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Product: Book - Hardcover
Title: MCAD/MCSD Self-Paced Training Kit: Developing Windows-Based Applications with Microsoft Visual Basic .NET and Microsoft Visual C# .NET
Publisher: Microsoft Press
Authors: Microsoft Corporation, Microsoft Corporation
Rating: 4/5
Customer opinion - 4 stars out of 5
Good tutorial/overview -- not enough for the exam

I passed the 70-316 exam today and used this book for preparation. By and large, I like this book -- it is readable, covers most major topics (I especially like the coverage of testing and debugging and of deployment), and has good labs. It is not enough to pass the exam, though -- some topics (for example, publishing policies, the CASPOL utility, XML validation, and dealing with ASP.NET clients) are not covered even though there were exam questions on these topics. The book never stresses what is really important on the exam (from my experience, three single most important topics are ADO.NET, GUI development, and configuring and securing assemblies.) I would advise to supplement reading of this book with practice exams on Transcender and to read a good ADO.NET book before the exam -- this important topic is not covered well in the book.

Product: Book - Paperback
Title: The Art and Science of C : A Library Based Introduction to Computer Science
Publisher: Addison Wesley
Authors: Eric S. Roberts
Rating: 5/5
Customer opinion - 5 stars out of 5
In defense of the libraries.

I think the book is an excellent introduction to C placing emphasis on appropriate concepts. All the criticism I have read up to this point basically focuses on the autthor's use of libraries, so let me try to address that.
First, the reviewers give the impression that libraries are difficult to obtain or install. That is simply not true. The libraries are in public domain and available via anonimous FTP.
Second, any reasonable program will use some library facilities: the programming environment may make the fact more or less aparent. To take just one example, I doubt any of the reviewers would go implementing a GUI toolkit from scratch any time they wanted to give a GUI to their program: it's just not worth it. C is known for keeping the language small, and leaving it up to the libraries to implement a lot of common functionality.
So, the choice is not between using libraries and not using libraries, but rather between using ANSI libraries and using other libraries. Using ANSI libraries have the advantage of being standardized. They also have the disadvantage of being potentially incomprehensible to the beginning programmer. As far as I can tell, that was the author's motivation for choosing to use the libraries he developped, not a vicious desire to confuse students. The usual ways of dealing with strings and I/O _are_ introduced in the book in due course: after enough C has been introduced that the reader has a fighting chance at actually comprehending their interface. Eric Roberts clearly explains the reasons for his decision to use separately-developped libraries on page XV of the book.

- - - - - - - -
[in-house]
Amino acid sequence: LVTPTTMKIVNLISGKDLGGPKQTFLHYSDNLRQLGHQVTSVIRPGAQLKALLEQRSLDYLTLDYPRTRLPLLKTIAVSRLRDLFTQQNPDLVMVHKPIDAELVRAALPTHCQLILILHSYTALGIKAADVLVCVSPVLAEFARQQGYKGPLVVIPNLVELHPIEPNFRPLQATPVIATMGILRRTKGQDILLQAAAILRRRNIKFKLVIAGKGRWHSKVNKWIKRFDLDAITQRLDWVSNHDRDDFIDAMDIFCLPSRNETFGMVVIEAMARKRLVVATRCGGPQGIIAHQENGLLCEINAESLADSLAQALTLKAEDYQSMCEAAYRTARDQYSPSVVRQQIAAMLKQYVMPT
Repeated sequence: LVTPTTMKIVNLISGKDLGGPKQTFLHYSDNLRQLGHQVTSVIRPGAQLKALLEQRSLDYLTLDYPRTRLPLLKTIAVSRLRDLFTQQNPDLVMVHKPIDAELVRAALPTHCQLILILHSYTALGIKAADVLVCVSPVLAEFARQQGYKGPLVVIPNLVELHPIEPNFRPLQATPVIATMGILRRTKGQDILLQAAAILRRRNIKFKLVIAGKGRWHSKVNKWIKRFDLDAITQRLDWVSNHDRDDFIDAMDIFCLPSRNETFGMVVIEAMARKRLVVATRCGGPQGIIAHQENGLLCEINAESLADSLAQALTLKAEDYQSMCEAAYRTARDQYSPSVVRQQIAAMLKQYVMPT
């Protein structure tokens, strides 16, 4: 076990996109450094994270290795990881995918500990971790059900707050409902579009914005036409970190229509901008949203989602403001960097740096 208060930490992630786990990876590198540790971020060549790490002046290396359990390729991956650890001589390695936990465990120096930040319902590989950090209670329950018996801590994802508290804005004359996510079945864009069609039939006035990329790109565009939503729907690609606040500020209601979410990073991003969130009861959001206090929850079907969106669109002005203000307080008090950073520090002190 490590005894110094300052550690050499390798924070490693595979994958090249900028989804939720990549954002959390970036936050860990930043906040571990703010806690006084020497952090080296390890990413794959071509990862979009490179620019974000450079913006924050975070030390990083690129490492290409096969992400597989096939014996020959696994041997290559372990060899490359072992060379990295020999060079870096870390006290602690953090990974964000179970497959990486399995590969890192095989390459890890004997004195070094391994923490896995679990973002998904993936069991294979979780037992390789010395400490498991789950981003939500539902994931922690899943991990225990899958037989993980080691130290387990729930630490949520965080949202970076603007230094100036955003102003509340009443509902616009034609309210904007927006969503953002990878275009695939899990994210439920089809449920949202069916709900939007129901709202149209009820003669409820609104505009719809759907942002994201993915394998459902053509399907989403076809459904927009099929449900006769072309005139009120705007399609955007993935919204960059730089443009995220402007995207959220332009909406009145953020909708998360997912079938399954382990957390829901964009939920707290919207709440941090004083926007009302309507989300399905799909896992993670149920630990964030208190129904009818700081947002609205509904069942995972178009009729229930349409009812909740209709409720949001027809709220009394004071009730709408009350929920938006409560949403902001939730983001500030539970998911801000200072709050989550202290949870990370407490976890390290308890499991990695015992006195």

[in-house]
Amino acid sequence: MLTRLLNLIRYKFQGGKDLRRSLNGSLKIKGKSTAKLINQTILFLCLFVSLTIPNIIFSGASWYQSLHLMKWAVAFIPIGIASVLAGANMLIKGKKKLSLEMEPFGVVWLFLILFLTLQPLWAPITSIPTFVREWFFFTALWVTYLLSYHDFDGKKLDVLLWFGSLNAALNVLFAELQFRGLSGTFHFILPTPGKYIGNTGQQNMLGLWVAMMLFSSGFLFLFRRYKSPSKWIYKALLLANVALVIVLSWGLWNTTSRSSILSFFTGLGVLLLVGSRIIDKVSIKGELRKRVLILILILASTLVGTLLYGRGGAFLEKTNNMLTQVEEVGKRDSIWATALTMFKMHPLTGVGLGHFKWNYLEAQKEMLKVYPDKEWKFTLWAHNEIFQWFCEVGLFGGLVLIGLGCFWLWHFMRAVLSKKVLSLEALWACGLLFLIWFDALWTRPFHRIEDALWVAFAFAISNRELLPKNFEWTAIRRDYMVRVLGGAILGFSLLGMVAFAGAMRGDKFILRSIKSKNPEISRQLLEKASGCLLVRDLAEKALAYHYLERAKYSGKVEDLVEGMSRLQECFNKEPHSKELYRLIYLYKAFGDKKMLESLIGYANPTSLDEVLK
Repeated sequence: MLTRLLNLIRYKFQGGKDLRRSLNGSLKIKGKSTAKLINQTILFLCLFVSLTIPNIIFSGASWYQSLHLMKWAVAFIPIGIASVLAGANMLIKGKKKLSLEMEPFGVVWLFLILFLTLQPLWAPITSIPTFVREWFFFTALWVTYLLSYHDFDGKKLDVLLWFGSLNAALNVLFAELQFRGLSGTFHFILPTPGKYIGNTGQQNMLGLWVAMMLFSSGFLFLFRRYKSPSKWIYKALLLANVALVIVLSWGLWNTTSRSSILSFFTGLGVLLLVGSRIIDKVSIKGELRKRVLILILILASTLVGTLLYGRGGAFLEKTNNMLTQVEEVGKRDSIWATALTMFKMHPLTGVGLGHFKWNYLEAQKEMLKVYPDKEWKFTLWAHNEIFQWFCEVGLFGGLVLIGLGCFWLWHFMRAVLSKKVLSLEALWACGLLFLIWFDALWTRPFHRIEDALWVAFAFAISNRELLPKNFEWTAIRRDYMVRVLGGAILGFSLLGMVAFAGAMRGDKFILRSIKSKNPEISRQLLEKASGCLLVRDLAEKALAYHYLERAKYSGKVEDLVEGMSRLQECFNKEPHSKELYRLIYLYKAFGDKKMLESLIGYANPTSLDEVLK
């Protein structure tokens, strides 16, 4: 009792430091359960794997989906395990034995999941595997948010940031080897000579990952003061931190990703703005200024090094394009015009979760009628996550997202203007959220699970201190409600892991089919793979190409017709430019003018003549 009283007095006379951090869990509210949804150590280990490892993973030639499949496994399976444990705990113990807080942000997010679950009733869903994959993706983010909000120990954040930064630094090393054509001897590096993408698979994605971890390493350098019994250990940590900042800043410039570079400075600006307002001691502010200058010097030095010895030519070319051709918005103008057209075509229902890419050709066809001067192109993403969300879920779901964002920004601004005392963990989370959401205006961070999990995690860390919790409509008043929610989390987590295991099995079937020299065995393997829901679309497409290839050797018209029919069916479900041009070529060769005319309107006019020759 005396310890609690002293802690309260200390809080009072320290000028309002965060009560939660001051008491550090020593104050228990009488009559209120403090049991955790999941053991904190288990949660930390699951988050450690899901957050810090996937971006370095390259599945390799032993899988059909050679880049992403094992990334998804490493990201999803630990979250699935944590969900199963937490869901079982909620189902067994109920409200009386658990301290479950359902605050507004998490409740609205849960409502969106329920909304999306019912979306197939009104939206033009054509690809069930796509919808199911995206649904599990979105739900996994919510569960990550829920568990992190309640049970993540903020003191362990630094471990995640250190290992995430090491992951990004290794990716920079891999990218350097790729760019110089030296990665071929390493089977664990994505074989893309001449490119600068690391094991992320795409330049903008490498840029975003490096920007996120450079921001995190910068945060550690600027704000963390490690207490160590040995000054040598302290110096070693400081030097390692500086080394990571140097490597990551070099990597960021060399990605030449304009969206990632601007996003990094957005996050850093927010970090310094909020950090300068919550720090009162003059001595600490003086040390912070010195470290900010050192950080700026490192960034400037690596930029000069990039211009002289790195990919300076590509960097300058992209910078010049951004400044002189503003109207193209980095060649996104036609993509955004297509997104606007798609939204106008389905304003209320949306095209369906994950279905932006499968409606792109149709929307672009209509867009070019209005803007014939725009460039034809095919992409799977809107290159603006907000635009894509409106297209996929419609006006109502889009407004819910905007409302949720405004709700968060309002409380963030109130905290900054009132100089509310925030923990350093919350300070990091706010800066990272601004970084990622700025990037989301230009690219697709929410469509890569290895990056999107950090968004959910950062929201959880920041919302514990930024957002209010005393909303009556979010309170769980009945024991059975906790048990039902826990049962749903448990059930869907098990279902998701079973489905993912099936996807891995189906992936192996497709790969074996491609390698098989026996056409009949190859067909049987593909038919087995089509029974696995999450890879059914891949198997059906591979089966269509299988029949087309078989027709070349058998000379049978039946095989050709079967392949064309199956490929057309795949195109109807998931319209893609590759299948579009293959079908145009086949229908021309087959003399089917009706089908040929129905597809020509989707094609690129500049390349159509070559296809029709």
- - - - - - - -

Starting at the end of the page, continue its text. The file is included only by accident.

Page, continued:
I feel that the book's focus on abstraction and honesty about the programming/debugging process make it a very good introduction to programming indeed.

Product: Book - Paperback
Title: eBay for Dummies, Fourth Edition
Publisher: For Dummies
Authors: Marsha Collier
Rating: 5/5
Customer opinion - 5 stars out of 5
Simply put: Great Information!

I've been on ebay for a year or so and have sold and bought many items. I bought this book and learned superior ways around the ebay service. Actually, I haven't lost an auction since I read the chapter on bidding. The book also helped me save money on shipping my items. Read this book whether you're a beginner or really into ebay. It'll fill in the blanks that you can't find in other books.

Product: Book - Hardcover
Title: Real-Time Rendering (2nd Edition)
Publisher: AK Peters, Ltd.
Authors: Tomas Akenine-Moller, Eric Haines
Rating: 5/5
Customer opinion - 5 stars out of 5
A must-have for graphics/game programmers

Real-Time Rendering is a wonderful all-around resource that belongs on the desk of any serious graphics programmer. Moller and Haines have taken a great deal of the research done in this area over the past decade and compiled it into a single, very well-written work. For each topic covered, several algorithms are discussed, with the strengths and weaknesses of each. Although pseudo-code is occasionally provided, source code is not, which I consider a plus, as it causes the focus of the book to remain on the algorithms themselves, not the implementation thereof.
Given the nature of the book, it's not one I'd recommend to beginners; although the first several chapters include a very clear and API-independent introduction to 3D graphics, the rest of the book is well beyond the scope of what most beginners will find useful. However, for anyone serious about the creation of high-performance graphics engines, this book is an indispensable resource.